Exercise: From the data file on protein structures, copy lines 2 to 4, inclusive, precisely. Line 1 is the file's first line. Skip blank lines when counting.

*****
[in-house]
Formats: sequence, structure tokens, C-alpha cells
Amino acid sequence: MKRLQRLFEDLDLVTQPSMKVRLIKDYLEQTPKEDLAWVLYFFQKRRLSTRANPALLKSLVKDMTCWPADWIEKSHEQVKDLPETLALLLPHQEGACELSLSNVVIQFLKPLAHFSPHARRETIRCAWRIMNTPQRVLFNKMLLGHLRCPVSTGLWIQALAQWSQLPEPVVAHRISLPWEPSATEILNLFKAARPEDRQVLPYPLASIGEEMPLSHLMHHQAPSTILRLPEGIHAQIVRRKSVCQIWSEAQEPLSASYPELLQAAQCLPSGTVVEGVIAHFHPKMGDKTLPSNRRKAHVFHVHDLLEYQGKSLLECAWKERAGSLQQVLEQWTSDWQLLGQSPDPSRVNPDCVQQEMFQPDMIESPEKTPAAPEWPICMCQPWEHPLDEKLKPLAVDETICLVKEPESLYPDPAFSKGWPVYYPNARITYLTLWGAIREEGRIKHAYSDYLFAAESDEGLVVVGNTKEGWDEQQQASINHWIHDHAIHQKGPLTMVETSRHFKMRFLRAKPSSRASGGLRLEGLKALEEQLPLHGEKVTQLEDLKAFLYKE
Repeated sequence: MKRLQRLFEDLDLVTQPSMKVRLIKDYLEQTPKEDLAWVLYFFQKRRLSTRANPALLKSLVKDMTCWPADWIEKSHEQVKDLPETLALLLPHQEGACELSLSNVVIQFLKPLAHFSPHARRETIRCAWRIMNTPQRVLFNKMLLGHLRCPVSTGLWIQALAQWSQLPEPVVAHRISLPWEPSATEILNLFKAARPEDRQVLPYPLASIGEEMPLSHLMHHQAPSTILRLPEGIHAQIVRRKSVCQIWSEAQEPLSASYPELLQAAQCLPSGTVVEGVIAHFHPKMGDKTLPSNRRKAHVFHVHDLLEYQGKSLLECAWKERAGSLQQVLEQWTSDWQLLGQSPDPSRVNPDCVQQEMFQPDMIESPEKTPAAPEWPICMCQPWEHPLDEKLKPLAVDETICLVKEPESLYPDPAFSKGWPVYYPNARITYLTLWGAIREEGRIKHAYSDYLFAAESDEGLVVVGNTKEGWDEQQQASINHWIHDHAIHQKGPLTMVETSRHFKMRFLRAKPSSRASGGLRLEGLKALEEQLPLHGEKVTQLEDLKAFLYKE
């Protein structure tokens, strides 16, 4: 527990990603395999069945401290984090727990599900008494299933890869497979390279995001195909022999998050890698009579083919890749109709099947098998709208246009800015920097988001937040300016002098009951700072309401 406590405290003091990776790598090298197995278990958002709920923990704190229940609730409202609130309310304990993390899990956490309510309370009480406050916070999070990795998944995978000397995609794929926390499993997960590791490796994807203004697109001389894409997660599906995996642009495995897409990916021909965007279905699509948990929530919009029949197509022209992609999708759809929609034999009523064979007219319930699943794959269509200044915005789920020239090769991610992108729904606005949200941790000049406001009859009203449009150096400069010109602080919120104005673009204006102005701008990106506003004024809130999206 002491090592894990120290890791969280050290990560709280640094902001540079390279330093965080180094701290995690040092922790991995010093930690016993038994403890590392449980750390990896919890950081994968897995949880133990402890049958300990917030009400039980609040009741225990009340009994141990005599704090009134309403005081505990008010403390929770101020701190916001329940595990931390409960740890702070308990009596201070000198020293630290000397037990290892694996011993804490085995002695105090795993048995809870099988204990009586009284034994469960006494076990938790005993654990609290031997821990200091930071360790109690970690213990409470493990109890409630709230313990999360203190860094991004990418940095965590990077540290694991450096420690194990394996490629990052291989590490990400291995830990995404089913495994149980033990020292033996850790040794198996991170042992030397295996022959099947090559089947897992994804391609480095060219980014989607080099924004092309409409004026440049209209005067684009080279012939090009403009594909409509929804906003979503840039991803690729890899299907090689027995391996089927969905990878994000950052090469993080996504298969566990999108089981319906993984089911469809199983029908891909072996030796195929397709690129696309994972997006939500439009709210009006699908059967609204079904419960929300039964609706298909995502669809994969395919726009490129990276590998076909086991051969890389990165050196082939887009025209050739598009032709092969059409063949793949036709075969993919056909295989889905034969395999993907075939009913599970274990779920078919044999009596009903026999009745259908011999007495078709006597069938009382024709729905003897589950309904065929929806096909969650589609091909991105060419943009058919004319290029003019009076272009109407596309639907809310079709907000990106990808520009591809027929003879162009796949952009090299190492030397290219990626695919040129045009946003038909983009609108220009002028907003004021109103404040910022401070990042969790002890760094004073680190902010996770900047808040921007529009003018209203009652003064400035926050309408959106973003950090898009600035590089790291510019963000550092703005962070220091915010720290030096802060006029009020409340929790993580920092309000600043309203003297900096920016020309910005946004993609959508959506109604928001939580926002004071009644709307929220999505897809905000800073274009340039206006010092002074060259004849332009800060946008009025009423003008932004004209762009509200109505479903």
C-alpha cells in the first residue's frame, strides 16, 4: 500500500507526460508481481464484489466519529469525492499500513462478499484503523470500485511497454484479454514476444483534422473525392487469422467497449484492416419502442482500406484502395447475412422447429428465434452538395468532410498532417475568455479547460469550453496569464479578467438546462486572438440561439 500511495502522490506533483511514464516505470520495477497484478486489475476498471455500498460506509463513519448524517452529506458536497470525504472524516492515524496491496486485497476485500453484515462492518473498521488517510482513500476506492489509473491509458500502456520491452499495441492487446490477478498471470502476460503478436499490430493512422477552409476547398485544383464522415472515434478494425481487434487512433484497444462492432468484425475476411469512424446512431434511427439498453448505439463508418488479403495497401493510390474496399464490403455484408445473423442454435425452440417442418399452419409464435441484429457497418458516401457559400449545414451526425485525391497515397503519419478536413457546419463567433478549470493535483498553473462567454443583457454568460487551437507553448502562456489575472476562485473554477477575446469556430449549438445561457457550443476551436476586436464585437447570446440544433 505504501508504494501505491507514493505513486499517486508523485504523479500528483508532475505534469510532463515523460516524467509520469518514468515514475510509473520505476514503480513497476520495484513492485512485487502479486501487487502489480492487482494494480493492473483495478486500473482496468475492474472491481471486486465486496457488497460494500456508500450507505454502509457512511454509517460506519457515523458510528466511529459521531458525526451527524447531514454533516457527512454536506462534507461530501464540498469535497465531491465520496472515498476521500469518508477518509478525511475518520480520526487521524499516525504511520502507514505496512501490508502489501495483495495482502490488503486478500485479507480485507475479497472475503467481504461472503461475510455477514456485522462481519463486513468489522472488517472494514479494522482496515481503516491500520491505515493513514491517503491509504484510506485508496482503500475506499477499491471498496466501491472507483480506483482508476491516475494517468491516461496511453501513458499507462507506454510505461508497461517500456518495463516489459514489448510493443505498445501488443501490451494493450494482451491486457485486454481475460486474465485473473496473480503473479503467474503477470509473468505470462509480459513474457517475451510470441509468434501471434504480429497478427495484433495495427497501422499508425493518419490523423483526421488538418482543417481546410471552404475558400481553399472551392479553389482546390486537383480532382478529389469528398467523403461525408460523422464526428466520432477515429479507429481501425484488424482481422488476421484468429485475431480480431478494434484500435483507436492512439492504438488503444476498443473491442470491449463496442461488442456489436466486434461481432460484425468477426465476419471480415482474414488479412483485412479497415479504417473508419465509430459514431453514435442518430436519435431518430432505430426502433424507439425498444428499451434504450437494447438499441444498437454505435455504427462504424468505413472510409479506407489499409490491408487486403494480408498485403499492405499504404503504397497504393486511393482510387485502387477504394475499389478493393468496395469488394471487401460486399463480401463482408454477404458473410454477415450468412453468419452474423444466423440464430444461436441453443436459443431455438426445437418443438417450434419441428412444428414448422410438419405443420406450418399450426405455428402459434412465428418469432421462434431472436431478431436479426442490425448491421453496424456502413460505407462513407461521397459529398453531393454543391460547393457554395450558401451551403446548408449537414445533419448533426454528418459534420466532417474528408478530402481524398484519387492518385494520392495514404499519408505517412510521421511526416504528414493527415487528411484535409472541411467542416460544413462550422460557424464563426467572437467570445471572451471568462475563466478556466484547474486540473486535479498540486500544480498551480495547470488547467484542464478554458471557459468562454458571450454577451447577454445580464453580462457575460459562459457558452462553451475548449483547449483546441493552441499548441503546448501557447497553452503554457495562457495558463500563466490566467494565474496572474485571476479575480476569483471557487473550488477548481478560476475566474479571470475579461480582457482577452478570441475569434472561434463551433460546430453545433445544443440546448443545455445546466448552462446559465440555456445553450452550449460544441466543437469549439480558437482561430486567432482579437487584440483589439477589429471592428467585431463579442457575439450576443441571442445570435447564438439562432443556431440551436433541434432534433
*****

Formats: sequence, structure tokens, C-alpha cells
Amino acid sequence: MKRLQRLFEDLDLVTQPSMKVRLIKDYLEQTPKEDLAWVLYFFQKRRLSTRANPALLKSLVKDMTCWPADWIEKSHEQVKDLPETLALLLPHQEGACELSLSNVVIQFLKPLAHFSPHARRETIRCAWRIMNTPQRVLFNKMLLGHLRCPVSTGLWIQALAQWSQLPEPVVAHRISLPWEPSATEILNLFKAARPEDRQVLPYPLASIGEEMPLSHLMHHQAPSTILRLPEGIHAQIVRRKSVCQIWSEAQEPLSASYPELLQAAQCLPSGTVVEGVIAHFHPKMGDKTLPSNRRKAHVFHVHDLLEYQGKSLLECAWKERAGSLQQVLEQWTSDWQLLGQSPDPSRVNPDCVQQEMFQPDMIESPEKTPAAPEWPICMCQPWEHPLDEKLKPLAVDETICLVKEPESLYPDPAFSKGWPVYYPNARITYLTLWGAIREEGRIKHAYSDYLFAAESDEGLVVVGNTKEGWDEQQQASINHWIHDHAIHQKGPLTMVETSRHFKMRFLRAKPSSRASGGLRLEGLKALEEQLPLHGEKVTQLEDLKAFLYKE
Repeated sequence: MKRLQRLFEDLDLVTQPSMKVRLIKDYLEQTPKEDLAWVLYFFQKRRLSTRANPALLKSLVKDMTCWPADWIEKSHEQVKDLPETLALLLPHQEGACELSLSNVVIQFLKPLAHFSPHARRETIRCAWRIMNTPQRVLFNKMLLGHLRCPVSTGLWIQALAQWSQLPEPVVAHRISLPWEPSATEILNLFKAARPEDRQVLPYPLASIGEEMPLSHLMHHQAPSTILRLPEGIHAQIVRRKSVCQIWSEAQEPLSASYPELLQAAQCLPSGTVVEGVIAHFHPKMGDKTLPSNRRKAHVFHVHDLLEYQGKSLLECAWKERAGSLQQVLEQWTSDWQLLGQSPDPSRVNPDCVQQEMFQPDMIESPEKTPAAPEWPICMCQPWEHPLDEKLKPLAVDETICLVKEPESLYPDPAFSKGWPVYYPNARITYLTLWGAIREEGRIKHAYSDYLFAAESDEGLVVVGNTKEGWDEQQQASINHWIHDHAIHQKGPLTMVETSRHFKMRFLRAKPSSRASGGLRLEGLKALEEQLPLHGEKVTQLEDLKAFLYKE